Thread Rating:
  • 0 Vote(s) - 0 Average
  • 1
  • 2
  • 3
  • 4
  • 5
Malay ?
#1
Ok so it's not Oriental per se - it's Asian and I believe the two can be distinguished, but I thought I'd share my LIMITED grasp of Malay with you ...

"Apa Khabar" = How are you ?
"Khabar Baik" = I'm fine thanks !
"Selamat Malam" = Good Night
"Selamat Tinggal" = Goodbye

Also ...

"Nasi Goreng" = a Malay Rice Dish served with Teriyaki Paste and an Egg (along with prawns/shrimp and other bits and bobs);
"Nasi Lemak" = Rice cooked in coconut milk (a traditional Malay breakfast).

There you go - that's all my knowledge, shared !!

!?!?! Shadow !?!?!
Reply
#2
regardin to oriental languages...
i ALWAYS wanted to know how chinese computer keyboards are...

Cool
Reply
#3
drocko17 Wrote:regardin to oriental languages...
i ALWAYS wanted to know how chinese computer keyboards are...

Cool

Chinese script language would be impossible to put on a keyboard, as there is a very large number of different characters (all with varying numbers of strokes) which is why, I believe, Chinese speakers and computer-users use a phonetic code called PINYIN, which transcribes their language into Roman lettering. There are four tones in Mandarin Chinese and these are also part of the equation. It seems to me that Chinese script can be obtained on a computer by typing in the PinYin and it will suggest the most common character first, then the second most common etc for words that have the same PINYIN code. There are probably several shortcuts to it too... But we'd best ask someone who actually uses Chinese characters using a simple Roman lettering keyboard and a computer.

(knowledgeable, haha Wink ) PA
Reply
#4
So how many strokes do you think the Character "AI" has? Ai means LOVE by the way.

[Image: love.gif]

9?
10?
11?
12?
Reply
#5
Kucing means cat

That's summat I learned when I stayed in Kuching. Sarawak's capital on the island of Borneo.
Reply
#6
And I know ('coz we do work there) that Malaysia broke up into Malaya, Sabah and Sarawak for a while, and then reformed into Malaysia ... Confusedmile:.

... and Albert ? I'd guess 12 ?

!?!?! Shadow !?!?!
Reply
#7
princealbertofb Wrote:So how many strokes do you think the Character "AI" has? Ai means LOVE by the way.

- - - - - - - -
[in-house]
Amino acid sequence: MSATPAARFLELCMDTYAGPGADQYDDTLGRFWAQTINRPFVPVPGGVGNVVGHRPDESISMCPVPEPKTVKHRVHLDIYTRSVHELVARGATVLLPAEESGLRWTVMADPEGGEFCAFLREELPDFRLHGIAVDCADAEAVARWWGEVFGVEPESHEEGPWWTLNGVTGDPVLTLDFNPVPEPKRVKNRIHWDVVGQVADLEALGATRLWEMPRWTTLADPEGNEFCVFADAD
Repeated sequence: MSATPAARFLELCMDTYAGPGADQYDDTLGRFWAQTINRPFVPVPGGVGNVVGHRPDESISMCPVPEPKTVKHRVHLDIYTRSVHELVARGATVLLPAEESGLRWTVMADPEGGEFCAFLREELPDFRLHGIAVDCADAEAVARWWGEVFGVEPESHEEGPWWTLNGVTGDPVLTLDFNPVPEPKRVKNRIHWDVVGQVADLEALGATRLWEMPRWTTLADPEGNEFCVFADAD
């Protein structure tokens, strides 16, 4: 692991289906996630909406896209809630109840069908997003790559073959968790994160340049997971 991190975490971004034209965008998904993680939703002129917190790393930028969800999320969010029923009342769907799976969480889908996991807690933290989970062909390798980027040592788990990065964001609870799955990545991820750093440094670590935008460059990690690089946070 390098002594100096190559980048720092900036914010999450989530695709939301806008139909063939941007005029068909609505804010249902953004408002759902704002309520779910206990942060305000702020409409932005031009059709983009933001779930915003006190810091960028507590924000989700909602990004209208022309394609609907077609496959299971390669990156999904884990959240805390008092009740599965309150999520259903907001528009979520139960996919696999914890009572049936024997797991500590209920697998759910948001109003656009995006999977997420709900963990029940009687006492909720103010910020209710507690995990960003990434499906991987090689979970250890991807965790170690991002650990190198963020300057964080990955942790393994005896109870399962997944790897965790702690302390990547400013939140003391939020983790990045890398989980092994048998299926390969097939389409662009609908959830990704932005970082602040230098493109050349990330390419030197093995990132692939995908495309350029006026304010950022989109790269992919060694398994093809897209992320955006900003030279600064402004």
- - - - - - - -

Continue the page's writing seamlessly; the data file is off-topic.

[Image: love.gif]

9?
10?
11?

12?




I'd say 12
Reply
#8
Well it may look like twelve strokes but in fact it's 10! Look at the rooftop under the three short vertical strokes: it is written with just two strokes, the horizontal one ending with a downward brush curve. As for the lowest part of the character, that again is made of only two strokes, the one on the right being made of a horizontal stroke that then bends down and crosses the left to right diagonal stroke.

Did you know that Chinese characters were arranged in the dictionary by the number of strokes? The original sign for AI (love) had more strokes than that, but in the People's Republic of China they simplified it. I believe in Hong Kong and in Taiwan they still use the old characters which were not simplified. From my dictionary it looks as if the more complex character for AI has thirteen strokes as it includes the sign for the heart, which has been simplified to become just one horizontal stroke under the rooftop. Let me see if I can find you the sign for the HEART (xin);
and here it is!!
[Image: heart.gif]
See? That is 4 strokes. Confusedmile:
Reply
#9
Ah I see it now. Starts at the pointy end and finishes at the blunt or round one. Damn clever theses Chinese.
Reply
#10
Yes and writing is an art form in China too... because the characters are so beautiful, and so full of meaning.

I'd like to show you the characters for YING GUO REN (in other words: ENGLISHMAN [or person]) and for YING YU (the English language)
The character YING was chosen for its phonetic closeness with the ENG of ENGLAND (the GUO part means land, realm, country) but actually the character for YING means flower or talent, thus England appears to be the Land of the Talented or the Land of Flowers. The simple 2-stroke character is REN for man / person.

[Image: english1.gif]
YING YU (English, the language), the first character is YING again, the second is YU the one meaning language (spoken). It is made of three parts: the part on the left is the key for the spoken word, the upper right one is FIVE (don't ask me why, I think it's a phonetic thing again) and the lower right one is the sign for mouth, a fitting sign since we're talking about oral language.

[Image: english2.gif]:scatter:
Reply


Forum Jump:


Users browsing this thread: 1 Guest(s)